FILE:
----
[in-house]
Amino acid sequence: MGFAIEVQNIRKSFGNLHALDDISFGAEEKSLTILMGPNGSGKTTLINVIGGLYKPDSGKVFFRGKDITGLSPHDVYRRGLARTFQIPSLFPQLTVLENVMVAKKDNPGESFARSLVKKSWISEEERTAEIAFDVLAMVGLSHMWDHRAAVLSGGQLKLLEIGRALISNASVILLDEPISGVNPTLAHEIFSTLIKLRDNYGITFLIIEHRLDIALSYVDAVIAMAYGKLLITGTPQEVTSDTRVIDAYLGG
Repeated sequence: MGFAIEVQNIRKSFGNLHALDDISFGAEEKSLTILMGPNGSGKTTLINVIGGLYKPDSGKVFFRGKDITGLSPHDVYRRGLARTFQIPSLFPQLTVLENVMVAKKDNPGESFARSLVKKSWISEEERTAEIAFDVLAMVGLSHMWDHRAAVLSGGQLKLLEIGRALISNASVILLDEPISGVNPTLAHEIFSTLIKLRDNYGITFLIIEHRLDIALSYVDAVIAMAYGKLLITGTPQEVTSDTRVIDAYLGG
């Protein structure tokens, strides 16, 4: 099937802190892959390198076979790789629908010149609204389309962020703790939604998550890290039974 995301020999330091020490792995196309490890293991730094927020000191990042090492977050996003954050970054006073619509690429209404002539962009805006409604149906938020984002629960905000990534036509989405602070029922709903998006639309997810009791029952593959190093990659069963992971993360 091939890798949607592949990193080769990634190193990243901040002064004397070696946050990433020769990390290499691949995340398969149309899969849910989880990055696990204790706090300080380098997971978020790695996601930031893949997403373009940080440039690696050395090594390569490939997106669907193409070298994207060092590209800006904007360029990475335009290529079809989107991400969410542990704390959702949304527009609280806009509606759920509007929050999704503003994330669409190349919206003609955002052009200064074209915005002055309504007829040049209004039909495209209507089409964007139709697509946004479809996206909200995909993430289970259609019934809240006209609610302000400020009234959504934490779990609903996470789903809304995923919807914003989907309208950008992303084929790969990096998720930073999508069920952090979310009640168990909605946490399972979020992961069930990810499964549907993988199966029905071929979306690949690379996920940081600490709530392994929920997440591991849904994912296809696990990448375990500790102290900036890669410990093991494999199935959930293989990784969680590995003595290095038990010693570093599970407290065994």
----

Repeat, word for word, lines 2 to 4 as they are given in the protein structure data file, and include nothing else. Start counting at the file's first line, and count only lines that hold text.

Amino acid sequence: MGFAIEVQNIRKSFGNLHALDDISFGAEEKSLTILMGPNGSGKTTLINVIGGLYKPDSGKVFFRGKDITGLSPHDVYRRGLARTFQIPSLFPQLTVLENVMVAKKDNPGESFARSLVKKSWISEEERTAEIAFDVLAMVGLSHMWDHRAAVLSGGQLKLLEIGRALISNASVILLDEPISGVNPTLAHEIFSTLIKLRDNYGITFLIIEHRLDIALSYVDAVIAMAYGKLLITGTPQEVTSDTRVIDAYLGG
Repeated sequence: MGFAIEVQNIRKSFGNLHALDDISFGAEEKSLTILMGPNGSGKTTLINVIGGLYKPDSGKVFFRGKDITGLSPHDVYRRGLARTFQIPSLFPQLTVLENVMVAKKDNPGESFARSLVKKSWISEEERTAEIAFDVLAMVGLSHMWDHRAAVLSGGQLKLLEIGRALISNASVILLDEPISGVNPTLAHEIFSTLIKLRDNYGITFLIIEHRLDIALSYVDAVIAMAYGKLLITGTPQEVTSDTRVIDAYLGG
């Protein structure tokens, strides 16, 4: 099937802190892959390198076979790789629908010149609204389309962020703790939604998550890290039974 995301020999330091020490792995196309490890293991730094927020000191990042090492977050996003954050970054006073619509690429209404002539962009805006409604149906938020984002629960905000990534036509989405602070029922709903998006639309997810009791029952593959190093990659069963992971993360 091939890798949607592949990193080769990634190193990243901040002064004397070696946050990433020769990390290499691949995340398969149309899969849910989880990055696990204790706090300080380098997971978020790695996601930031893949997403373009940080440039690696050395090594390569490939997106669907193409070298994207060092590209800006904007360029990475335009290529079809989107991400969410542990704390959702949304527009609280806009509606759920509007929050999704503003994330669409190349919206003609955002052009200064074209915005002055309504007829040049209004039909495209209507089409964007139709697509946004479809996206909200995909993430289970259609019934809240006209609610302000400020009234959504934490779990609903996470789903809304995923919807914003989907309208950008992303084929790969990096998720930073999508069920952090979310009640168990909605946490399972979020992961069930990810499964549907993988199966029905071929979306690949690379996920940081600490709530392994929920997440591991849904994912296809696990990448375990500790102290900036890669410990093991494999199935959930293989990784969680590995003595290095038990010693570093599970407290065994």